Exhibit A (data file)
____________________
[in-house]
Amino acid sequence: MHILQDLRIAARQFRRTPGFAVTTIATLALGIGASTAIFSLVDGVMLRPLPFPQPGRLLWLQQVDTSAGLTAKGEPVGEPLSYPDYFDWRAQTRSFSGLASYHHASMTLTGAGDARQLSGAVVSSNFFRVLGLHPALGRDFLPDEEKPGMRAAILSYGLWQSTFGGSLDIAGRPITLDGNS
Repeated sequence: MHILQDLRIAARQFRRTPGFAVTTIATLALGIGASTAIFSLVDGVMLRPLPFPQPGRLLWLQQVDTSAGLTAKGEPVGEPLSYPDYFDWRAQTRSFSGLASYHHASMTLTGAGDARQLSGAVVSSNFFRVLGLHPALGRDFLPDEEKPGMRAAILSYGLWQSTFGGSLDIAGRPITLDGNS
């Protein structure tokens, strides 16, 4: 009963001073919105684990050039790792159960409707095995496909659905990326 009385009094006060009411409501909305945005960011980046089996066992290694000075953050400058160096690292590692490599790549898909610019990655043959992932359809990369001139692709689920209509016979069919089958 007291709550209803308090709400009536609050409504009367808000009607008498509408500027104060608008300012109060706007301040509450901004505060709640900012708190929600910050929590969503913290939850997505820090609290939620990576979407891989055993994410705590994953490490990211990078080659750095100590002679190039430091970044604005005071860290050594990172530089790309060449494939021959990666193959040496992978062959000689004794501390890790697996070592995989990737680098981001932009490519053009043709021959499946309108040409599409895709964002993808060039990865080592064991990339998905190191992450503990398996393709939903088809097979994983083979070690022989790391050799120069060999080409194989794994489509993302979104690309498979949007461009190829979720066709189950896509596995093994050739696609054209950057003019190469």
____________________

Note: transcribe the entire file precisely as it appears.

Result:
[in-house]
Amino acid sequence: MHILQDLRIAARQFRRTPGFAVTTIATLALGIGASTAIFSLVDGVMLRPLPFPQPGRLLWLQQVDTSAGLTAKGEPVGEPLSYPDYFDWRAQTRSFSGLASYHHASMTLTGAGDARQLSGAVVSSNFFRVLGLHPALGRDFLPDEEKPGMRAAILSYGLWQSTFGGSLDIAGRPITLDGNS
Repeated sequence: MHILQDLRIAARQFRRTPGFAVTTIATLALGIGASTAIFSLVDGVMLRPLPFPQPGRLLWLQQVDTSAGLTAKGEPVGEPLSYPDYFDWRAQTRSFSGLASYHHASMTLTGAGDARQLSGAVVSSNFFRVLGLHPALGRDFLPDEEKPGMRAAILSYGLWQSTFGGSLDIAGRPITLDGNS
């Protein structure tokens, strides 16, 4: 009963001073919105684990050039790792159960409707095995496909659905990326 009385009094006060009411409501909305945005960011980046089996066992290694000075953050400058160096690292590692490599790549898909610019990655043959992932359809990369001139692709689920209509016979069919089958 007291709550209803308090709400009536609050409504009367808000009607008498509408500027104060608008300012109060706007301040509450901004505060709640900012708190929600910050929590969503913290939850997505820090609290939620990576979407891989055993994410705590994953490490990211990078080659750095100590002679190039430091970044604005005071860290050594990172530089790309060449494939021959990666193959040496992978062959000689004794501390890790697996070592995989990737680098981001932009490519053009043709021959499946309108040409599409895709964002993808060039990865080592064991990339998905190191992450503990398996393709939903088809097979994983083979070690022989790391050799120069060999080409194989794994489509993302979104690309498979949007461009190829979720066709189950896509596995093994050739696609054209950057003019190469």